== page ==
This is the time of year when we are reminded that most resolutions don’t make it out of January and all the ways we set ourselves up to fail. January 1, they say, is not the time to commit to losing weight or quitting smoking or saving more for retirement or riding 3,000 miles. I knew midway through the year I wouldn’t make  my goal,

22196291_10100216428363160_4854271926740777946_naccepting I would fail– and do so spectacularly.

Because it’s simply spectacular that this year I ran a half marathon and another great year of Bolder Boulder. It’s spectacular that I willingly rode the hills of central Florida- with minimal crying. It’s spectacular that I’ve gone from barely holding on in the 20 mph Saturday group, to pulling it, to comfortably riding in the 22 mph group- even when they’re doing more like 23.5 mph. It’s spectacular that a regular week of riding is more than 100 miles. It’s spectacular that I now ride an all carbon bike and it was built for the possibility of racing. And it’s perhaps most spectacular that I’m considering entering my first bike race and hiring a triathlon coach, just to see what 2018 brings.

Failure is a funny thing. It’s easy to find it paralyzing. Easy for the possibility or even the actuality of failure to stop us in our tracks and keep us from moving forward. But here’s the thing about bikes- you can’t go backwards; forward is the only option, mile after mile.

May you find something in 2018 at which you can fail spectacularly. It’s kind of awesome.

Into the Disaster

On more than once occasion over the last few weeks I’ve joked that “Shannons drive into disasters”. I’ve said this to make light of the fact that while millions of Floridians drove north to try and get out of Hurricane Irma’s path, I drove south. I’ve said it when my sister in Colorado bought an airplane ticket to come help the recovery, practically before IMG_5382the winds had fully died down. And for anyone who knows my family even a little, the notion that Shannons drive into disasters doesn’t seem too out of the ordinary.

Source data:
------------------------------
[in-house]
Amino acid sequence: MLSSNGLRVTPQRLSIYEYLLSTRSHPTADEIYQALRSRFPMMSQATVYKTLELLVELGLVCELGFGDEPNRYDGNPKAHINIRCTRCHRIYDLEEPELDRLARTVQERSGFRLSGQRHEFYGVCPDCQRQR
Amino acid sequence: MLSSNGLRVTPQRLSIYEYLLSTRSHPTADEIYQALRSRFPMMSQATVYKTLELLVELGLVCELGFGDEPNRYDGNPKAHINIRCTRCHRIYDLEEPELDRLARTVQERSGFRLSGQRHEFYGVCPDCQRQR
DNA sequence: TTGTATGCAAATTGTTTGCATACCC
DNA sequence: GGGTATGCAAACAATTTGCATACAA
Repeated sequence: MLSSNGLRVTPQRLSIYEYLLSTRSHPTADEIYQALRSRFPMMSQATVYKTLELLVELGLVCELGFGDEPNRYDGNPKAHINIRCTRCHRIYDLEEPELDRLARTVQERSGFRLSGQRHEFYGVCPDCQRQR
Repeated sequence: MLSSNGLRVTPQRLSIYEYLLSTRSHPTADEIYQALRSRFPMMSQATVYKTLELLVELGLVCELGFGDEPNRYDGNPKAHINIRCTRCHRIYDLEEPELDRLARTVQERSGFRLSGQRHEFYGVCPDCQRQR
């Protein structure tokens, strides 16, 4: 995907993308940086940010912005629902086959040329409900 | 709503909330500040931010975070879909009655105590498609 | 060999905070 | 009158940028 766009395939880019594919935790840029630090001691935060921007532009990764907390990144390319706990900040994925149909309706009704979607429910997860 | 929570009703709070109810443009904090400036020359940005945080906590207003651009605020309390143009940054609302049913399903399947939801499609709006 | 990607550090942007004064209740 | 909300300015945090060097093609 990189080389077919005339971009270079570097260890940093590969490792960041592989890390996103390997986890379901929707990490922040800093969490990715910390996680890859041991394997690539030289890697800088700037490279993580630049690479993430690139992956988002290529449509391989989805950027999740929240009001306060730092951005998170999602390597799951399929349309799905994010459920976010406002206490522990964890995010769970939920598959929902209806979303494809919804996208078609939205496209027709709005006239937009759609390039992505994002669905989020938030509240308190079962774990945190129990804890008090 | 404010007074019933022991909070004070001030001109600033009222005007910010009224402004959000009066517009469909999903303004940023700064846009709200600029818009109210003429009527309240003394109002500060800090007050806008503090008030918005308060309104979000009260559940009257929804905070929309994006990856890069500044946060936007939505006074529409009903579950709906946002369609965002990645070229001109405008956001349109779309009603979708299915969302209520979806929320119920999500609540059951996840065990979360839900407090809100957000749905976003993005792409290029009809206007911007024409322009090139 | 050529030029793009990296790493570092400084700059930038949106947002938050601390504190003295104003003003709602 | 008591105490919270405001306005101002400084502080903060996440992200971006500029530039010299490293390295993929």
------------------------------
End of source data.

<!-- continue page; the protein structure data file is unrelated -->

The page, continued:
But what happens when the disaster you’re driving toward belongs, in part to your own family? What happens when the drone photos are your neighborhood? What happens when you turn onto the street your family has lived on for 40 years and it’s the Red Cross tents and the Rotary and FEMA and Team Rubicon and Samaritan’s Purse and on and on walking your block asking about what folks need to help dig out?

image2

It turns out what happens when it’s your disaster is the same thing as when it’s been someone else’s- you work like crazy. You take one step at a time. You throw away, lay out in the sunshine, wipe clean, pack up, and make jokes, take pictures, and tell stories along the way (and drink some beer). And you also learn to say “sure, we could use a hand” instead of the immediate “oh no, we’re fine”. You welcome total strangers into a mess you’d have never imagined letting anyone see. You get glimpses of remarkable image1generosity, grace, and kindness from friends near and far.

It turns out, when it happens to be your disaster, you drive into it, head on, knowing that recovery happens one packed box, one trash bag, one step at a time.

It’s An Extraordinary Thing

I left home to go home yesterday.

Yes, it’s that complicated. The home of my childhood, the home of my parents, the town my family has called home for four generations is my home. And St. Pete is my home. The house I own; the place where my spirit feels at rest; the place where my dearest friends and my love reside.